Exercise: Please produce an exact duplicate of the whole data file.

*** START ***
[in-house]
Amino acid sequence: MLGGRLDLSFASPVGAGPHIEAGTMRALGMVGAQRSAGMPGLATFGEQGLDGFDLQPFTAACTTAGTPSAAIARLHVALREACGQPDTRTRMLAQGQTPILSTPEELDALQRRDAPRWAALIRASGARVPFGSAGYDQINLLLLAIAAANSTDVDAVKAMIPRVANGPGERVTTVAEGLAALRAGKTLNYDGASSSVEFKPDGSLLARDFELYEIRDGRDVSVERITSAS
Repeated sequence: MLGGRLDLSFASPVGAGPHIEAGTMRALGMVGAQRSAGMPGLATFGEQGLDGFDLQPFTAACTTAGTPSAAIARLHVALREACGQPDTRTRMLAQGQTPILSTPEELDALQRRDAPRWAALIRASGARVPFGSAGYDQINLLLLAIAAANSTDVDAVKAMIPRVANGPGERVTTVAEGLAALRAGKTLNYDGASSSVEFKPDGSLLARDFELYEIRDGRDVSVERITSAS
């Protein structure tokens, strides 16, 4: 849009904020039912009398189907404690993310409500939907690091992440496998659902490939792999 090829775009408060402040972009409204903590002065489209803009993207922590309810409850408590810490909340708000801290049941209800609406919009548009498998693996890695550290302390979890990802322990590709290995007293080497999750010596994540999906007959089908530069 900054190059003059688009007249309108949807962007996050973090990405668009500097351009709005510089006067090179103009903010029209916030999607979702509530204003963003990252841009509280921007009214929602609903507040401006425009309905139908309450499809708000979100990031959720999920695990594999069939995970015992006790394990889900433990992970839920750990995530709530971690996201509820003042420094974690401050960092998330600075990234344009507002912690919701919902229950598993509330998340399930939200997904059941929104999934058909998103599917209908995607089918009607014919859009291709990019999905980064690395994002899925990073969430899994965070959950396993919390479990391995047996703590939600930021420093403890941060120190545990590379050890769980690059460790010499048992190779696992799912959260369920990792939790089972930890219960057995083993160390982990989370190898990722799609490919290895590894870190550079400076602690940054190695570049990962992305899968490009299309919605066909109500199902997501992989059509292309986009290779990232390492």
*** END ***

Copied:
[in-house]
Amino acid sequence: MLGGRLDLSFASPVGAGPHIEAGTMRALGMVGAQRSAGMPGLATFGEQGLDGFDLQPFTAACTTAGTPSAAIARLHVALREACGQPDTRTRMLAQGQTPILSTPEELDALQRRDAPRWAALIRASGARVPFGSAGYDQINLLLLAIAAANSTDVDAVKAMIPRVANGPGERVTTVAEGLAALRAGKTLNYDGASSSVEFKPDGSLLARDFELYEIRDGRDVSVERITSAS
Repeated sequence: MLGGRLDLSFASPVGAGPHIEAGTMRALGMVGAQRSAGMPGLATFGEQGLDGFDLQPFTAACTTAGTPSAAIARLHVALREACGQPDTRTRMLAQGQTPILSTPEELDALQRRDAPRWAALIRASGARVPFGSAGYDQINLLLLAIAAANSTDVDAVKAMIPRVANGPGERVTTVAEGLAALRAGKTLNYDGASSSVEFKPDGSLLARDFELYEIRDGRDVSVERITSAS
């Protein structure tokens, strides 16, 4: 849009904020039912009398189907404690993310409500939907690091992440496998659902490939792999 090829775009408060402040972009409204903590002065489209803009993207922590309810409850408590810490909340708000801290049941209800609406919009548009498998693996890695550290302390979890990802322990590709290995007293080497999750010596994540999906007959089908530069 900054190059003059688009007249309108949807962007996050973090990405668009500097351009709005510089006067090179103009903010029209916030999607979702509530204003963003990252841009509280921007009214929602609903507040401006425009309905139908309450499809708000979100990031959720999920695990594999069939995970015992006790394990889900433990992970839920750990995530709530971690996201509820003042420094974690401050960092998330600075990234344009507002912690919701919902229950598993509330998340399930939200997904059941929104999934058909998103599917209908995607089918009607014919859009291709990019999905980064690395994002899925990073969430899994965070959950396993919390479990391995047996703590939600930021420093403890941060120190545990590379050890769980690059460790010499048992190779696992799912959260369920990792939790089972930890219960057995083993160390982990989370190898990722799609490919290895590894870190550079400076602690940054190695570049990962992305899968490009299309919605066909109500199902997501992989059509292309986009290779990232390492």